World Christian Database

Institution

The World Christian Database (WCD) is based on the World Christian Encyclopedia (Barrett, Kurian and Johnson 2001) and World Christian Trends (Barrett and Johnson 2001), first published in 1982 and revised in 2001. The database, which is an initiative of the Center for the Study of Global Christianity at Gordon-Conwell Theological Seminary, contains data on all major world religions and detailed information about Christian denominations. The data were initially collected to be used by religious leaders and others involved in Christian missionary efforts (Grim and Finke 2006: 4; Hsu et al. 2007: 4), but they are also widely used by journalists and scholars (e.g., Grim and Finke 2007; Warf and Vincent 2007). The database is currently published by Brill, an international academic publisher.

Database

World Christian Database

World Christian Database

Website

World Christian Database

Format

Not examined

Timespan

1900, 1970, 2000, 2005, 2010 (projections: 2025, 2050)

Coverage

239 countries/territories

Last reviewed

24/11/11

Data types and sources

Mainly demographic data on religious groups and denominations, based on a variety of sources: statistical questionnaires returned by churches and other organisations, field surveys and interviews, various published and unpublished documents, and national censuses.

Topics

The database provides comprehensive statistical information on world religions, Christian denominations, and people groups.

Geographical coverage

Data are available on 9,000 Christian denominations, 13,000 ethnolinguistic peoples, as well as data on 5,000 cities, 3,000 provinces and 239 countries.

Time coverage and updates

Years covered (religious composition data): 1900, 1970, 2000, 2005, 2010; projections for, 2025 and 2050. Updated continuously.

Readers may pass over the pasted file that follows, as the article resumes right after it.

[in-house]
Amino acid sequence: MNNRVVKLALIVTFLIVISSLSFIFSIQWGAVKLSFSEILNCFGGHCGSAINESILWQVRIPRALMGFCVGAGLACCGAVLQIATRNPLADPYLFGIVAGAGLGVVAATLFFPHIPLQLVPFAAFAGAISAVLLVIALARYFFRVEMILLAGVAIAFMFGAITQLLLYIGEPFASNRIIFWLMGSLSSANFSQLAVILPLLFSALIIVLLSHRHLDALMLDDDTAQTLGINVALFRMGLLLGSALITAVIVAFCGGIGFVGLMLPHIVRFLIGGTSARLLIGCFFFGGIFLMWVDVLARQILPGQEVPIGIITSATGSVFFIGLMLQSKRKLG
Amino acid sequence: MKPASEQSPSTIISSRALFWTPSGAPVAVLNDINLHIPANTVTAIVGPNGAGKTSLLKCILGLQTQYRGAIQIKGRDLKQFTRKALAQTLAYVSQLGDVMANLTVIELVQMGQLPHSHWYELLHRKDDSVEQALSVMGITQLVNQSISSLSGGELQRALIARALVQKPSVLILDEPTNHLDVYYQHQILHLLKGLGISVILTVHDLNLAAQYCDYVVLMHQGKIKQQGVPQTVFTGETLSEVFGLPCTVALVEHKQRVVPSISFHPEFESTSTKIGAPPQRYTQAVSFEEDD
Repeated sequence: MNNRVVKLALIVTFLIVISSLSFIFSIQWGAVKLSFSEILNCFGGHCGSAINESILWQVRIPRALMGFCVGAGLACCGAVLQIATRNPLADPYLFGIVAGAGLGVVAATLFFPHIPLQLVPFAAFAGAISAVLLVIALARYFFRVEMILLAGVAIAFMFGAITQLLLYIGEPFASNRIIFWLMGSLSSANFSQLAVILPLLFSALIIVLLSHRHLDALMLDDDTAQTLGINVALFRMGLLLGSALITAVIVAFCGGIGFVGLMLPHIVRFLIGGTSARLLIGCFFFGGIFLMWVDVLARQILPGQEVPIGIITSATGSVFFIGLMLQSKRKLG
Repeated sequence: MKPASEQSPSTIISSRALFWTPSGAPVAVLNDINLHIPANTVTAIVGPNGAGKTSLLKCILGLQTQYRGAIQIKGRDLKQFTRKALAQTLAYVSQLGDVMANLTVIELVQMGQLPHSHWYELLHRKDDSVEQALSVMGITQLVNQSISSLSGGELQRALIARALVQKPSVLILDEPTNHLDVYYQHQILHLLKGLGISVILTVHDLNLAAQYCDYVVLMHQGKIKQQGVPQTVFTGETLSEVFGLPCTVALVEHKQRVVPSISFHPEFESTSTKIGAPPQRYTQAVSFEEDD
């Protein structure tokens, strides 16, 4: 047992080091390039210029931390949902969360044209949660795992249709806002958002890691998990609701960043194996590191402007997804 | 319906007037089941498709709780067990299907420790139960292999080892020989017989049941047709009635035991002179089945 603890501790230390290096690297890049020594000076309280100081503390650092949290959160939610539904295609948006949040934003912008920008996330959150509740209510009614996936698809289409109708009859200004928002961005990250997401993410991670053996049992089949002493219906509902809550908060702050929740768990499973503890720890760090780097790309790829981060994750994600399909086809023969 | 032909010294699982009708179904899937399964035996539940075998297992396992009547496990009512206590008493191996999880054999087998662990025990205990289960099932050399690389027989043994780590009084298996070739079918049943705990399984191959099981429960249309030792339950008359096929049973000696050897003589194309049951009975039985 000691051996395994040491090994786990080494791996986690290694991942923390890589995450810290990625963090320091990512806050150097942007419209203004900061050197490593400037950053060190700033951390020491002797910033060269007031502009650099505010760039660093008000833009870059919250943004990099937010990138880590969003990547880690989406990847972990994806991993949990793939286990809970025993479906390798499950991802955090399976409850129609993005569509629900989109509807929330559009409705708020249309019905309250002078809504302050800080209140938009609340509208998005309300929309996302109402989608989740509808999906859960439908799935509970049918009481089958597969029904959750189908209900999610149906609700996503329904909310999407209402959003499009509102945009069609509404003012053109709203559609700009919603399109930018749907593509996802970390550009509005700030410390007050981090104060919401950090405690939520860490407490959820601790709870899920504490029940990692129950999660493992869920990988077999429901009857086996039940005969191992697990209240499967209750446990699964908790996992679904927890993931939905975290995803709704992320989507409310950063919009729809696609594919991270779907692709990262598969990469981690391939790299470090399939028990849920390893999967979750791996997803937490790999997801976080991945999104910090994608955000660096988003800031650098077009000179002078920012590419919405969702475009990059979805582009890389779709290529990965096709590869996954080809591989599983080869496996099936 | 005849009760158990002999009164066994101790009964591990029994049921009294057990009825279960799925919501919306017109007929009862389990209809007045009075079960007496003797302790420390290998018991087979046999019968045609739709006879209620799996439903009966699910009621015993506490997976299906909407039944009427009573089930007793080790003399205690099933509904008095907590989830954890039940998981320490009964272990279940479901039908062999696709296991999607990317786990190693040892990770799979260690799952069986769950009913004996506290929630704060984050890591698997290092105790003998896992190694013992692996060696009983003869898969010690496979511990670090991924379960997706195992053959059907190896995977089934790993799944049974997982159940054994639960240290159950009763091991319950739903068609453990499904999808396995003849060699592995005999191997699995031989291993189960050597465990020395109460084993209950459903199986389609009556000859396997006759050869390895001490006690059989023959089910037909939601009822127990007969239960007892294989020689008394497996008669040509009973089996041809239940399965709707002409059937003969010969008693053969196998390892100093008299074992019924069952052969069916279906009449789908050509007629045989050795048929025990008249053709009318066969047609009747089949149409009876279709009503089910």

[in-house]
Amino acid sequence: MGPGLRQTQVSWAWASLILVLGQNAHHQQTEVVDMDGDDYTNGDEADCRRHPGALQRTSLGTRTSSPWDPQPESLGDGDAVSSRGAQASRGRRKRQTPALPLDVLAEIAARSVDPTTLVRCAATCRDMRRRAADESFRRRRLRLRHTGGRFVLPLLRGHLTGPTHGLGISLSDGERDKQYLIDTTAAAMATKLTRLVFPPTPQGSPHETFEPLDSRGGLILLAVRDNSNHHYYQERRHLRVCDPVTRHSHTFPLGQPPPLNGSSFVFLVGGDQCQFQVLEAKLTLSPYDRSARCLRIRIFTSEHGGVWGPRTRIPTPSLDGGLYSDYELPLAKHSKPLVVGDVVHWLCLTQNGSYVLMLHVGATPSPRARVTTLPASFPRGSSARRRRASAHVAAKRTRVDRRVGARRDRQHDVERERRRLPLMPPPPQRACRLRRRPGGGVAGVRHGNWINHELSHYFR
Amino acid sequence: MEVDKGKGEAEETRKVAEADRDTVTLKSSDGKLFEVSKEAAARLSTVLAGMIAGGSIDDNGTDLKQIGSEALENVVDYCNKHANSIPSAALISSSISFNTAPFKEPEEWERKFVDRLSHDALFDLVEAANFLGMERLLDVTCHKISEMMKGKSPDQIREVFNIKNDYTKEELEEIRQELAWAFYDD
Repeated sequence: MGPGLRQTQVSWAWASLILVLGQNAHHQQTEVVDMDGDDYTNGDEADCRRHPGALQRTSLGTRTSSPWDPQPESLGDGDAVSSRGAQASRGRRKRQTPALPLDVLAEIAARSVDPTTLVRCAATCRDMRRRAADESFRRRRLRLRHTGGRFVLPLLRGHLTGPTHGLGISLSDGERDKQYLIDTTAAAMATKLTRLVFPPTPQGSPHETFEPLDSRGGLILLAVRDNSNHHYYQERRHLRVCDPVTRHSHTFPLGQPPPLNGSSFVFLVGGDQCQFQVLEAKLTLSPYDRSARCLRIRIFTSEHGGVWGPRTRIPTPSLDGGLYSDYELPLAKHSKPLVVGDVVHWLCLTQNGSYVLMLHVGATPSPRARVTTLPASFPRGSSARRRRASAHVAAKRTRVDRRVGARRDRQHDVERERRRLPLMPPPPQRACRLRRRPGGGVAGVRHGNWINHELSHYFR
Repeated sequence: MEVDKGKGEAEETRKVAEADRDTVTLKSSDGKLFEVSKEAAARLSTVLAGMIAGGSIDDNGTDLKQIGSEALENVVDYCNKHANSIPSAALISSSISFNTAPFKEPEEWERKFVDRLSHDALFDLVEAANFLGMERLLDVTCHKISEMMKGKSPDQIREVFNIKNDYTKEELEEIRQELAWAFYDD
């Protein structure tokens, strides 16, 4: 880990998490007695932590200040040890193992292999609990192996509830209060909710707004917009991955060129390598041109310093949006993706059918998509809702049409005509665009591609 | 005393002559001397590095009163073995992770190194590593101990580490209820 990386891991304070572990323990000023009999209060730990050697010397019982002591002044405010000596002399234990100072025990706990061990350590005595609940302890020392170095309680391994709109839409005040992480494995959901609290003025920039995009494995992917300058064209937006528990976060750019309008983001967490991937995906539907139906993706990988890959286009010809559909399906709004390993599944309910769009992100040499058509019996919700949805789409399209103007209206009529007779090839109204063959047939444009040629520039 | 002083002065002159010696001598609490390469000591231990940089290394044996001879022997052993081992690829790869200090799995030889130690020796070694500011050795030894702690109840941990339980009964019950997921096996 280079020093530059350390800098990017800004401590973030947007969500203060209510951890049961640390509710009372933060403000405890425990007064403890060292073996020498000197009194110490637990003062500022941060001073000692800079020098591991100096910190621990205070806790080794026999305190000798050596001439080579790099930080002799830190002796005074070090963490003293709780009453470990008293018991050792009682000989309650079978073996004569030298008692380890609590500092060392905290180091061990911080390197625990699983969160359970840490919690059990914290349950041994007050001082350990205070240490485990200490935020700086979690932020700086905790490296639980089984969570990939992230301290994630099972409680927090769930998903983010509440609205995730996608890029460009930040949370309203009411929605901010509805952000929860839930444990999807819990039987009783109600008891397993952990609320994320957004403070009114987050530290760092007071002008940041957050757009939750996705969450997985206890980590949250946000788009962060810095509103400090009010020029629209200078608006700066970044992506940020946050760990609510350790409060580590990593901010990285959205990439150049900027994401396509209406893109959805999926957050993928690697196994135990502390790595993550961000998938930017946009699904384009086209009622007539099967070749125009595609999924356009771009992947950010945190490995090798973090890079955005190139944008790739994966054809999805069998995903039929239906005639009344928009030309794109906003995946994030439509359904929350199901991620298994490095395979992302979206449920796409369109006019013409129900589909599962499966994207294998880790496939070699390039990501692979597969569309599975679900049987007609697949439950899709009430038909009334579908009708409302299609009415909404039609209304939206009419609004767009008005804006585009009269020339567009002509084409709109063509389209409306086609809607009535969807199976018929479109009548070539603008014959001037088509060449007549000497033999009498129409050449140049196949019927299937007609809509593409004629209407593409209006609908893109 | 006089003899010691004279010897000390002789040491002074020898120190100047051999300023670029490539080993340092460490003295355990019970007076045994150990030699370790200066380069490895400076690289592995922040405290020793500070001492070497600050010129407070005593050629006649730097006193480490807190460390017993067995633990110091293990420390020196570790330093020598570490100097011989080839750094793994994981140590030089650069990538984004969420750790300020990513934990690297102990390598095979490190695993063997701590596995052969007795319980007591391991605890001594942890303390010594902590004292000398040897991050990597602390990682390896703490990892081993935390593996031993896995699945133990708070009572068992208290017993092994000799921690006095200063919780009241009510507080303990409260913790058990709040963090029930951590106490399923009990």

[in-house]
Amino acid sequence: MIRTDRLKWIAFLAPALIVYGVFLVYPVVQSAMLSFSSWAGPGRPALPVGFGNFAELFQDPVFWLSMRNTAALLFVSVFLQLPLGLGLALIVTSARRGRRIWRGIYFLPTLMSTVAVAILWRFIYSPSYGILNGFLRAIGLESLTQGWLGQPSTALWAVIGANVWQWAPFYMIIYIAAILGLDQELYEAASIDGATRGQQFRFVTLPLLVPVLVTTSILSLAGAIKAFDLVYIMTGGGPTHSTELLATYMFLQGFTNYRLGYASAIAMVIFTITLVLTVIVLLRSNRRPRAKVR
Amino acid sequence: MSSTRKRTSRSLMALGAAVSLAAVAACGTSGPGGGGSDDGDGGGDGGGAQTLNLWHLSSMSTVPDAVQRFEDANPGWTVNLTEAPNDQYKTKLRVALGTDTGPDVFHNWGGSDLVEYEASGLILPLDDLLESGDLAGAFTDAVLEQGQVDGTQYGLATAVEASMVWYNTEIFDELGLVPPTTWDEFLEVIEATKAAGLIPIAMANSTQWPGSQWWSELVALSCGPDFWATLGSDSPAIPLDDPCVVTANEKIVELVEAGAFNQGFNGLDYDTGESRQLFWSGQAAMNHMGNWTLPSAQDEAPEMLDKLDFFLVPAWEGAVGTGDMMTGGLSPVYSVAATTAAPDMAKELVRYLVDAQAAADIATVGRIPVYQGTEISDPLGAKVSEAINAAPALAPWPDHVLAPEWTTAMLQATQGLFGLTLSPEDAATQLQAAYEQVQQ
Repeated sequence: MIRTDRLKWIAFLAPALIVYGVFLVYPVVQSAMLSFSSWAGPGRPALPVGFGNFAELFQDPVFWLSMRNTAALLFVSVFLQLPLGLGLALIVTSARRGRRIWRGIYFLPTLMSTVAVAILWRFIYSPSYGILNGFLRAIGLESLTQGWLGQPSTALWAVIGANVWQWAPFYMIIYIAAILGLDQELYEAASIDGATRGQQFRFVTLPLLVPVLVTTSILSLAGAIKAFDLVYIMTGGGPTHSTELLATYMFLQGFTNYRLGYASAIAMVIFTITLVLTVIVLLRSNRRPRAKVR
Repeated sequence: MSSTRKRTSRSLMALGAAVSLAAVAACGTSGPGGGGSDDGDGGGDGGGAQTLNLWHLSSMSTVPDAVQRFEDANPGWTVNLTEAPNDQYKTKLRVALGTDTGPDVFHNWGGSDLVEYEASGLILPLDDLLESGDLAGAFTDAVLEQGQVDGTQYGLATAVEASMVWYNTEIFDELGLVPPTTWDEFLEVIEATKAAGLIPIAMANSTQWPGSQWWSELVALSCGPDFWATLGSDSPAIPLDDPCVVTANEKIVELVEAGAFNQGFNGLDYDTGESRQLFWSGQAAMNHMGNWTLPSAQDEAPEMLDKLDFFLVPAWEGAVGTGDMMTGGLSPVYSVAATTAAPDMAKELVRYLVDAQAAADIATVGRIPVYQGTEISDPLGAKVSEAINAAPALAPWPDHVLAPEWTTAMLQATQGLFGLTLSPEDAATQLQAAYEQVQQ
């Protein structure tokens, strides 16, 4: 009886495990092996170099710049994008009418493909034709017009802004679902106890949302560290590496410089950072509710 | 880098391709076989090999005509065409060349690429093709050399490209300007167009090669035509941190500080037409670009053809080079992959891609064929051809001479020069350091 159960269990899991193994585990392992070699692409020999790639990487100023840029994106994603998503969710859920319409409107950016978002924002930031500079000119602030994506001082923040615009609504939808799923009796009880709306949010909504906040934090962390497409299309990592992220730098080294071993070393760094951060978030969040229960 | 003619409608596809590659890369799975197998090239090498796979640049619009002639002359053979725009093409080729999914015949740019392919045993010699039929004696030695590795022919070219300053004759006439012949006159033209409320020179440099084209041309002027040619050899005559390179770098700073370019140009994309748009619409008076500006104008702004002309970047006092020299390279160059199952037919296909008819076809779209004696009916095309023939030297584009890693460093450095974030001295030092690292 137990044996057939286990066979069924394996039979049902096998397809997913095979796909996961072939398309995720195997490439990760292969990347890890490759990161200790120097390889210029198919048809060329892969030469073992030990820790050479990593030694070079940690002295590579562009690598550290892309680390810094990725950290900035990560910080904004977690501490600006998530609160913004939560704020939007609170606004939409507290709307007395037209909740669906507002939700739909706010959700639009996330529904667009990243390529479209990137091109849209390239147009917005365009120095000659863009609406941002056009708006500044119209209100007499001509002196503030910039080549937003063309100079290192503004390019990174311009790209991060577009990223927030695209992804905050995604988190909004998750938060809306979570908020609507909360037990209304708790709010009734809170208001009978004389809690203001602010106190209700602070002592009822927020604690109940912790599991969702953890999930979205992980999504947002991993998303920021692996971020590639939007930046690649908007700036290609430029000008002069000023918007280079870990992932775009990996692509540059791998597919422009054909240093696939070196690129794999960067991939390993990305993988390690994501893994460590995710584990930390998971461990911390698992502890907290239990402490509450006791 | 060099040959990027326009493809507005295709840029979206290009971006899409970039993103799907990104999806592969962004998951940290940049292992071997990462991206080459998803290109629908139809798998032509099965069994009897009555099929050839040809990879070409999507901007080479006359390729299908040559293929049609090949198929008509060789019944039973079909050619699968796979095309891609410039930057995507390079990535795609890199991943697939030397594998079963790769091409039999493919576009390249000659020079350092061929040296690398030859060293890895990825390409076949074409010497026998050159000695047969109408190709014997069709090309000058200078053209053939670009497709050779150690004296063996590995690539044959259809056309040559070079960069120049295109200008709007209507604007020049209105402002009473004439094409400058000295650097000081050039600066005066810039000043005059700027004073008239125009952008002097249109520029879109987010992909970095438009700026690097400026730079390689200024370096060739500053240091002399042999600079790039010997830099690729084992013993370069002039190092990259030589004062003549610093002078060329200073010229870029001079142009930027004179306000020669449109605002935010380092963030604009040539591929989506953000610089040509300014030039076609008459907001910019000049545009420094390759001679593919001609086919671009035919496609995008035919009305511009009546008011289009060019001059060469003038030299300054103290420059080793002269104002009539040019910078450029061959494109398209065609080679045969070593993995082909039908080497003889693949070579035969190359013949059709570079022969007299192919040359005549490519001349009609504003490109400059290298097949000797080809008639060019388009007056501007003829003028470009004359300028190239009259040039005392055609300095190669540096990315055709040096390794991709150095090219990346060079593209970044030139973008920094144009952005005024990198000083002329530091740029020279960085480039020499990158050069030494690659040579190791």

Documentation

Not examined, but see McClymond (2002) for a review of the World Christian Encyclopedia and World Christian Trends, and Hsu et al. (2007) for an assessment of the reliability of the data on the religious composition of countries in the World Christian Database.

Access conditions and cost

Subscription required. The unlimited site license costs €1.750/$2.100 (annual subscription). A free 30-day trial period is available (institutions only). Some of the variables (i.e., estimates of adherents to the main world religions in various countries) are included in a dataset compiled by Grim and Finke (2006), available free of charge from the ARDA website.

Access procedures

Subscription/log-in.

Data formats

Online database.

Comparability and data quality

Questions have been raised about the potential bias inherent in the WCD, as it was originally developed as a Christian missionary tool (Hsu et al. 2007: 4).McClymond (2002: 888) notes that while the articles in the World Christian Encyclopedia are generally neutral, some passages have an anti-catholic and pro-Protestant orientation. The description of non-Christian religions is also prejudiced in some cases (ibid.). Nonetheless, Hsu et al. (2007) find that the data on the religious composition of countries in the database are highly correlated with other sources.

Electronic resource

ARDA (Association of Religion Data Archives)

Literature

Barrett, David B., and Todd M. Johnson. 2001. World Christian Trends: AD30-AD 2000. Pasadena: William Carey Library.

Barrett, David B., George T. Kurian and Todd M. Johnson. 2001. World Christian Encyclopedia: A Comparative Survey of Churches and Religions in the Modern World. 2 vols. Oxford: Oxford University Press.

Grim, Brian J., and Roger Finke. 2006. “International religion indexes: government regulation, government favoritism, and social regulation of religion”. Interdisciplinary Journal of Research on Religion 2 (1): 1-40. Download dataset

Grim, Brian J., and Roger Finke. 2007. “Religious persecution in cross-national context: clashing civilizations or regulated religious economies?” American Sociological Review 72 (August): 633-658.

Hsu, Becky, Amy Reynolds, Conrad Hackett and James Gibbon. 2007. “Estimating the religious composition of all nations: an empirical assessment”. Princeton University. [Unpublished manuscript, on file with the authors. Cited with permission. 2008 version: Journal for the Scientific Study og Religion, Dec 2008]

McClymond, Michael J. 2002. “Making sense of the census, or, what 1.999.563.838 Christians might mean for the study of religion”. Journal of the American Academy of Religion 70 (December): 875-890.

Warf, Barney, and Peter Vincent. 2007. “Religious diversity across the globe: a geographic exploration”. Social and Cultural Geography 8 (August): 597-613.